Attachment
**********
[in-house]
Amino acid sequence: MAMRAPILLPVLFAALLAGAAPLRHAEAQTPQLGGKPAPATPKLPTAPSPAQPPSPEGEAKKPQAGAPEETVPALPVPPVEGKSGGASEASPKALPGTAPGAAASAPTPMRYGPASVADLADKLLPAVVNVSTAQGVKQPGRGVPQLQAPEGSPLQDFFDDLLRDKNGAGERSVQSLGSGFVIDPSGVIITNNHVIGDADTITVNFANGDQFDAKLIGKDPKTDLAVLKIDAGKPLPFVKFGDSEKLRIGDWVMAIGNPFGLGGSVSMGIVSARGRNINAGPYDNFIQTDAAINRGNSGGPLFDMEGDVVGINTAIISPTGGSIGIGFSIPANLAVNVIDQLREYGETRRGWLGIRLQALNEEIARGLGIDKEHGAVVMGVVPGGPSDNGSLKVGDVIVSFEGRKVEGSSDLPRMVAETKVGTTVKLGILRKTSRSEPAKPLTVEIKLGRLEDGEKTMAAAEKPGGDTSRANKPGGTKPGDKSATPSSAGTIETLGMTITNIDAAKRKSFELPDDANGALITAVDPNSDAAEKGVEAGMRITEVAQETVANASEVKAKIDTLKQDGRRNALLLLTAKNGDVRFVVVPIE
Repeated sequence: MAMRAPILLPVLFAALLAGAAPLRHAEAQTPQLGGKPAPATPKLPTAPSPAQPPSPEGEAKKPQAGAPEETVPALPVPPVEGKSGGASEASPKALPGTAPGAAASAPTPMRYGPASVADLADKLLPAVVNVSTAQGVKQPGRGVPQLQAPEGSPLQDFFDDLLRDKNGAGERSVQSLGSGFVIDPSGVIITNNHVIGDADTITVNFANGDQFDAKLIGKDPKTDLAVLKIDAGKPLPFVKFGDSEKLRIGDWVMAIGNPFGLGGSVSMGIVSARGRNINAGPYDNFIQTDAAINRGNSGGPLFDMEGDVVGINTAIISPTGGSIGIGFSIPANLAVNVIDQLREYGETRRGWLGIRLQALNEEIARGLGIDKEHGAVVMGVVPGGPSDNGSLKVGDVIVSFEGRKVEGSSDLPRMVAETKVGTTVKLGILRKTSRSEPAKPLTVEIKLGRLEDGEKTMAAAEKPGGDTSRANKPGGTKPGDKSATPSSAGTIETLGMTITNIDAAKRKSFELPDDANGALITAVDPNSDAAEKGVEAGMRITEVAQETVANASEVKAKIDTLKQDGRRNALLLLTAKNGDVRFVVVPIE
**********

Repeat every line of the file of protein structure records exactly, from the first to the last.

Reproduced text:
[in-house]
Amino acid sequence: MAMRAPILLPVLFAALLAGAAPLRHAEAQTPQLGGKPAPATPKLPTAPSPAQPPSPEGEAKKPQAGAPEETVPALPVPPVEGKSGGASEASPKALPGTAPGAAASAPTPMRYGPASVADLADKLLPAVVNVSTAQGVKQPGRGVPQLQAPEGSPLQDFFDDLLRDKNGAGERSVQSLGSGFVIDPSGVIITNNHVIGDADTITVNFANGDQFDAKLIGKDPKTDLAVLKIDAGKPLPFVKFGDSEKLRIGDWVMAIGNPFGLGGSVSMGIVSARGRNINAGPYDNFIQTDAAINRGNSGGPLFDMEGDVVGINTAIISPTGGSIGIGFSIPANLAVNVIDQLREYGETRRGWLGIRLQALNEEIARGLGIDKEHGAVVMGVVPGGPSDNGSLKVGDVIVSFEGRKVEGSSDLPRMVAETKVGTTVKLGILRKTSRSEPAKPLTVEIKLGRLEDGEKTMAAAEKPGGDTSRANKPGGTKPGDKSATPSSAGTIETLGMTITNIDAAKRKSFELPDDANGALITAVDPNSDAAEKGVEAGMRITEVAQETVANASEVKAKIDTLKQDGRRNALLLLTAKNGDVRFVVVPIE
Repeated sequence: MAMRAPILLPVLFAALLAGAAPLRHAEAQTPQLGGKPAPATPKLPTAPSPAQPPSPEGEAKKPQAGAPEETVPALPVPPVEGKSGGASEASPKALPGTAPGAAASAPTPMRYGPASVADLADKLLPAVVNVSTAQGVKQPGRGVPQLQAPEGSPLQDFFDDLLRDKNGAGERSVQSLGSGFVIDPSGVIITNNHVIGDADTITVNFANGDQFDAKLIGKDPKTDLAVLKIDAGKPLPFVKFGDSEKLRIGDWVMAIGNPFGLGGSVSMGIVSARGRNINAGPYDNFIQTDAAINRGNSGGPLFDMEGDVVGINTAIISPTGGSIGIGFSIPANLAVNVIDQLREYGETRRGWLGIRLQALNEEIARGLGIDKEHGAVVMGVVPGGPSDNGSLKVGDVIVSFEGRKVEGSSDLPRMVAETKVGTTVKLGILRKTSRSEPAKPLTVEIKLGRLEDGEKTMAAAEKPGGDTSRANKPGGTKPGDKSATPSSAGTIETLGMTITNIDAAKRKSFELPDDANGALITAVDPNSDAAEKGVEAGMRITEVAQETVANASEVKAKIDTLKQDGRRNALLLLTAKNGDVRFVVVPIE